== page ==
Good, I guess? Franken has been accused of unwanted sexual contact by two women, including radio host Leeann Tweeden, but apparently he refrained from groping at least 36. Though this character testimony may at first seem relevant to any accounting of Franken’s misdeeds, look closer and it’s not the least bit helpful.
It’s unclear what the letter seeks to prove. (The writers, at least, acknowledge that Franken mistreated Tweeden.) The number of women a man didn’t assault does not matter if there are others he did. There are plenty of people the Zodiac Killer did not murder.
Refocusing attention on what Franken did right just distracts from what he did wrong. It also assumes a harasser abusing everyone he comes into contact with is the norm. That paints an inaccurate picture of workplace harassment, and it lowers the bar for behavior by suggesting that a bad man isn’t so bad after all if he’s only bad to some people.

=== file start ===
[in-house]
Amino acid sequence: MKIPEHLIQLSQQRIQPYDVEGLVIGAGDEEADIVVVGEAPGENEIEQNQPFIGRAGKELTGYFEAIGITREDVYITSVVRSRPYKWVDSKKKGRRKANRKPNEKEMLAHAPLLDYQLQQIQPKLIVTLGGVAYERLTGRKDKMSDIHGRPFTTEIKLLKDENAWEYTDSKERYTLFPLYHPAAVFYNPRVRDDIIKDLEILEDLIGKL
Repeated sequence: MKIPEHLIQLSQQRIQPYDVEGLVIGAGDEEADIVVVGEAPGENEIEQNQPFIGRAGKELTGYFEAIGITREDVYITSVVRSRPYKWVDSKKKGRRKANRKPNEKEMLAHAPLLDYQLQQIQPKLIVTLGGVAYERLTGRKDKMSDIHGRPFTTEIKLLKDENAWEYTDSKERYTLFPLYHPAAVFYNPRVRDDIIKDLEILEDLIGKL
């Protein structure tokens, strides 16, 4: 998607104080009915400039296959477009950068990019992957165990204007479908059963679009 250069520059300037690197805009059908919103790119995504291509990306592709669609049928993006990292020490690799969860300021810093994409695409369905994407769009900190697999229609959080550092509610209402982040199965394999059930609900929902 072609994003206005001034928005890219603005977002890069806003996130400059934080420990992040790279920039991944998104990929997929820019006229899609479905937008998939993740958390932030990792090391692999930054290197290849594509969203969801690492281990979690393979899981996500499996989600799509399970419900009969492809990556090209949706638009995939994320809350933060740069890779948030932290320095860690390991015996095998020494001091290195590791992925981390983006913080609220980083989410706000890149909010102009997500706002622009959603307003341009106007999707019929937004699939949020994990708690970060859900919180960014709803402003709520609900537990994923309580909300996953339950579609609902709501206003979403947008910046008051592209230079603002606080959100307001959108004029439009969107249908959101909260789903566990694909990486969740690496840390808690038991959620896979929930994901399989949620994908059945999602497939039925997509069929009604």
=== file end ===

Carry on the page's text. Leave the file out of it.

“Sincere appreciation”? “Gratitude”? The letter-writers are thanking Franken for not groping them, instead of insisting that women should be able to take a grope-free atmosphere for granted.
The Franken letter isn’t the first time we’ve seen women speak up not to support women but to stand behind a man accused of harming women. Lena Dunham got hit hard over the weekend after she and a “Girls” co-writer mounted a similar defense of one of their colleagues accused of assault.
Dunham’s defense was worse; she claimed the accusation against her friend was “one of the 3 percent of assault cases that are misreported every year.” But she based that claim on “having worked closely with him for more than a decade.” Dunham, in other words, thought her friend was a good guy, just as Franken’s defenders from “SNL” see him as “a devoted and dedicated family man” and “an honorable public servant.”
The problem is, men who do the right thing sometimes can do the very, very wrong thing at other times. That’s why in the face of assault allegations it’s important to remember it’s not about the man – who the world thinks he is or who he has been. It’s about his victim and what he did to her. The Franken support letter reminds us of a matching reality: It’s not about who didn’t get hurt. It’s about who did.